Love Walk Eat See


What do you do when your doctor tells you you’re going blind? Lara Miller shares her unique perspective...

Love Walk Eat See



Like something of a modern-day Monet, Australia’s Lara Miller is capturing the world as it disappears before her eyes. The globetrotting photographer – and “accidental” Instagram sensation – suffers Usher syndrome, a condition that has caused her sight and hearing to deteriorate, year after year, since she was a teenager.

Now in her mid-thirties, freshly returned from sunsets over the snow-capped peaks of New Zealand, she’s in no mood to stop and settle, having already long extended what was meant to be a six-month sabbatical, which started last September when she and husband Dave rented out their inner-city apartment and set off across Europe and the UK, snapping all the way.

“When we travel, we’re both standing in the same place taking completely different photographs,” Lara says, her camera close to hand. “We both stood at the same place on the Amalfi Coast, and he’s seeing a massive landscape, and I’m seeing a tunnel-vision moment… That’s what I have. I have the ability to see a smaller moment or detail or element of that scene that someone else hasn’t seen.”

Here’s what this wanderlusting creative had to say…


On her craft

I’m not the best photographer in the world. I’m not formally trained. I’m just doing it because I love it, and it also helps me to see the world and show my perspective to other people. For me it’s about enjoying all the little things rather than focusing on what I don’t see or I don’t hear and trying to just take in the small joys along the way.

On her diagnosis

I think the first thing was acceptance, and that was just naturally within me. Maybe because I grew up with my hearing loss, I was more prepared to deal with a second disability. My mum didn’t bring me up to feel sorry for myself… [She] used to say when I was a kid, ‘You’re only given the things you’re strong enough to handle.’ It’s no one’s fault, it’s not a curse, it’s just happened. And in all honesty I can say there are amazing gifts that have come from this, as well.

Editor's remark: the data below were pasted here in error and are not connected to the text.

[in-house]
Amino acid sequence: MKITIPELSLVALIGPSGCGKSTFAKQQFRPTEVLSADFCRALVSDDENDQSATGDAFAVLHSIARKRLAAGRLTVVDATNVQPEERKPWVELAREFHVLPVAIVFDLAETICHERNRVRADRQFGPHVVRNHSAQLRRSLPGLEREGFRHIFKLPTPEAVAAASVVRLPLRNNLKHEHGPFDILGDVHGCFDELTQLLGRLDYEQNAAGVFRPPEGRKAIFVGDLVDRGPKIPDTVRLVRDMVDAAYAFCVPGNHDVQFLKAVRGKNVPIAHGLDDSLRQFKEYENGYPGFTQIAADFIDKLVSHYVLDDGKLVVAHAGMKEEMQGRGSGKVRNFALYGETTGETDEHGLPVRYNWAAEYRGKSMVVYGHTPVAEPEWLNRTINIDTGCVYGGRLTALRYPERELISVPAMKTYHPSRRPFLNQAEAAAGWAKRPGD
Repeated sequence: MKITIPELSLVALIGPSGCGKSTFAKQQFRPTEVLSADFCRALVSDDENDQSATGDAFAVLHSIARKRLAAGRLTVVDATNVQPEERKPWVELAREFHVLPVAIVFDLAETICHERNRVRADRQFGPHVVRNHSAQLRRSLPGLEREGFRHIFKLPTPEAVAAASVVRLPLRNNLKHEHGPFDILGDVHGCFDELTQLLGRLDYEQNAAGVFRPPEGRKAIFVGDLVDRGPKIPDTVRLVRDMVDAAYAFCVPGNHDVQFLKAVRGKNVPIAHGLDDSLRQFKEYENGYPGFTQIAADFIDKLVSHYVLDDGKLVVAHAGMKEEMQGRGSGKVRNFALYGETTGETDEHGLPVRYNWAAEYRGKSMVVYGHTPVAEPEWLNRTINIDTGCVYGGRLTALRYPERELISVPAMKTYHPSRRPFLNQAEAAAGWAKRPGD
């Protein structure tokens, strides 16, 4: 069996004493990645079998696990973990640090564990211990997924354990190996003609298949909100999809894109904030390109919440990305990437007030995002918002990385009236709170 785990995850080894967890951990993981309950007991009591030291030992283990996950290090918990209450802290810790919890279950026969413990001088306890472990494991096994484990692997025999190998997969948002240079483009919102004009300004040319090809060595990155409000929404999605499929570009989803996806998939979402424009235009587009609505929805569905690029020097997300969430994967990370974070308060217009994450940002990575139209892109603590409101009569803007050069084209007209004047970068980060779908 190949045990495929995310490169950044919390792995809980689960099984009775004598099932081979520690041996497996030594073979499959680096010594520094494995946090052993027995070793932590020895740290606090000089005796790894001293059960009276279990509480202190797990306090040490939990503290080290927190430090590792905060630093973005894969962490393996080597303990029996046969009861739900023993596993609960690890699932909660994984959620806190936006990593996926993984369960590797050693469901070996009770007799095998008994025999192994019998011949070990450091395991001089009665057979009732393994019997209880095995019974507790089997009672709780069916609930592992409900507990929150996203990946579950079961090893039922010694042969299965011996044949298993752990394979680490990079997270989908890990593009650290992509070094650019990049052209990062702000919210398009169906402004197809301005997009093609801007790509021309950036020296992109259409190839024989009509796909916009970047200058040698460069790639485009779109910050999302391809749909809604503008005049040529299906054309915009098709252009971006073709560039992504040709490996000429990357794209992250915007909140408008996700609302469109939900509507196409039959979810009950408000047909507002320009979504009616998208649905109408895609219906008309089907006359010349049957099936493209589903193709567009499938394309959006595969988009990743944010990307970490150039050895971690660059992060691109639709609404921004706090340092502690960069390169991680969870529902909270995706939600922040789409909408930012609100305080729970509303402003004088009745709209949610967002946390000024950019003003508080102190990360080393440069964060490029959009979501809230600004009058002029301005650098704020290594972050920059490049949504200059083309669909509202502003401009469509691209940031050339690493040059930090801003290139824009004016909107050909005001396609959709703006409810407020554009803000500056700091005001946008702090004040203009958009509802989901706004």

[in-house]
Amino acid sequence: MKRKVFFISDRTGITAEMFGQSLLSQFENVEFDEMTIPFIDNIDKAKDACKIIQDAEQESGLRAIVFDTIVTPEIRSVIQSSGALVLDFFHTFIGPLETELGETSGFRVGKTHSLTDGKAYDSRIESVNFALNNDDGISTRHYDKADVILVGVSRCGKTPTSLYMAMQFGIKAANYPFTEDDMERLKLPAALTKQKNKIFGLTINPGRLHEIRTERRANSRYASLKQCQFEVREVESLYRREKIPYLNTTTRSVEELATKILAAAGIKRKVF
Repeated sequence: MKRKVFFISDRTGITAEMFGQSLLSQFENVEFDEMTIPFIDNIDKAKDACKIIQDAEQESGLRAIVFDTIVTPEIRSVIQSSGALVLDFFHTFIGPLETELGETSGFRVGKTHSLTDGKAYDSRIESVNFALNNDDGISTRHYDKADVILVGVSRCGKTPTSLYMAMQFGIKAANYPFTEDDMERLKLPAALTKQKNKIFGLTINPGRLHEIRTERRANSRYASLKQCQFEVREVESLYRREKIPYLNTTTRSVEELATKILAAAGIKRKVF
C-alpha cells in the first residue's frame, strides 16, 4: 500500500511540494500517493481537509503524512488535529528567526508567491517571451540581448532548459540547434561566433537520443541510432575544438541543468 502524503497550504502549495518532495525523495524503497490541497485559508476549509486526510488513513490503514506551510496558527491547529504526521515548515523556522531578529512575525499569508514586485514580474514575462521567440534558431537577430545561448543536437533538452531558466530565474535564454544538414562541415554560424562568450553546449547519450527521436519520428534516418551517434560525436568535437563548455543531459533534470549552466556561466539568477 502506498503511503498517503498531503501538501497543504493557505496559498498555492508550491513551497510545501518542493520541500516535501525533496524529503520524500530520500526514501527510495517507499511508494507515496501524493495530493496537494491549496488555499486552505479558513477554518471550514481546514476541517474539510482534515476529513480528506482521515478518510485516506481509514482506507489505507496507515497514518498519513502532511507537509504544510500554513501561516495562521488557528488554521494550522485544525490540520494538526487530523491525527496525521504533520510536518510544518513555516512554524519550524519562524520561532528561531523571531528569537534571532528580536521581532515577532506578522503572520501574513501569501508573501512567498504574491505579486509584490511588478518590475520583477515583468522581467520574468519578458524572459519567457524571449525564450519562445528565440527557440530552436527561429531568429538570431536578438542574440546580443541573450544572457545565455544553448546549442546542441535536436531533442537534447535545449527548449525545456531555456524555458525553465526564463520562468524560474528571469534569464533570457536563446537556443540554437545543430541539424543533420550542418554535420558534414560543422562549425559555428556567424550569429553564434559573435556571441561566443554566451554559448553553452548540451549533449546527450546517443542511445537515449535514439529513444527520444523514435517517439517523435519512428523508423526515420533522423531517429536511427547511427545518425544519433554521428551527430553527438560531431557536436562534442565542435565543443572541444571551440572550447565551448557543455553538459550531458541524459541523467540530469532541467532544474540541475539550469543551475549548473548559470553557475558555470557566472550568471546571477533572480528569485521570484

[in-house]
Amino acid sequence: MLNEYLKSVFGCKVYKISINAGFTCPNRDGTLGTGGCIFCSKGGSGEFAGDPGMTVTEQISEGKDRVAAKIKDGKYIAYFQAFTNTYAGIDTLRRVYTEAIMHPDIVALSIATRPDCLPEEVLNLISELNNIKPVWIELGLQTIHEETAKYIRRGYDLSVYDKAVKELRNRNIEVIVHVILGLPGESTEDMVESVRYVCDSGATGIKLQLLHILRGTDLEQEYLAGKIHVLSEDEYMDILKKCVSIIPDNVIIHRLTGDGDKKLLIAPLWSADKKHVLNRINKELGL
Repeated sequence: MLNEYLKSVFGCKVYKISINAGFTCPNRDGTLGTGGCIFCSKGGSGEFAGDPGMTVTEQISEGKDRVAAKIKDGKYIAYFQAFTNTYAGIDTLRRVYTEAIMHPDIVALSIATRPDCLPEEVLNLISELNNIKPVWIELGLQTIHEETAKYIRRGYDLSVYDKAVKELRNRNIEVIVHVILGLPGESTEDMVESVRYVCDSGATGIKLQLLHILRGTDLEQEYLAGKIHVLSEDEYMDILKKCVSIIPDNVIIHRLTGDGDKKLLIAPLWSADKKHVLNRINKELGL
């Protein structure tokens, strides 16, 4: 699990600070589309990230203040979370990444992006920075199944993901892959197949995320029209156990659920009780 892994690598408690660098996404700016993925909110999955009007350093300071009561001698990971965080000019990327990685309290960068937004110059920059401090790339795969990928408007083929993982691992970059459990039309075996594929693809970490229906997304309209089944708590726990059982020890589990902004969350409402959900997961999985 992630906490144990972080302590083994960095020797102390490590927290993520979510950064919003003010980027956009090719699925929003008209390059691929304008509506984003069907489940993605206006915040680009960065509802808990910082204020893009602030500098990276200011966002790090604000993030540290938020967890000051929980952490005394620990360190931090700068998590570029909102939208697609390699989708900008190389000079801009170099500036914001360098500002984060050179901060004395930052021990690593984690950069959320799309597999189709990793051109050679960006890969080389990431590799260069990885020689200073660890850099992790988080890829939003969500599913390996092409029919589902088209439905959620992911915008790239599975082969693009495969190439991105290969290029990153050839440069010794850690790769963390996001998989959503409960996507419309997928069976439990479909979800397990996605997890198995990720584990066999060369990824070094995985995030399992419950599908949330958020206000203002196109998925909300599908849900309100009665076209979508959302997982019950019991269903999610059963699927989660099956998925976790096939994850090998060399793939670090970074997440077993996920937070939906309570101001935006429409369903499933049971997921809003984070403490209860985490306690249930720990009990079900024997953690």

On self-esteem

I just kind of went, hang on, I’m not fitting into this mould. I need to step back and reassess. I came from that type-A personality of being very driven by the external accolades, and they alone determined my self-esteem… [so] I started to just pull back and say, okay, I need to build that definition of success and self-esteem from within.


On the tough times

I say to myself, you’re actually allowed this day. By being nice to myself and kind to myself, it makes that day almost – I don’t want to sound cliché – but it makes it almost like a gift to myself. You’re allowed to feel down and you have permission to feel flat today, and when you’re ready to bounce out of it you will. It’s something we all need to do because the world is so hectic now, and I feel lucky that I’ve had something at a young age that has taught me that I need to do that, rather than burning out later on.


On the future

Yes, of course there are moments where I ask myself, how will I do what I do now? But there are things I’m doing now that I would never have thought I would do even a year or two years ago. So each phase of deterioration is followed by a phase of grief, but then coming out and finding a new way to cope and thrive with that.


Find the full story in Issue 29 of Collective Hub, on stands now.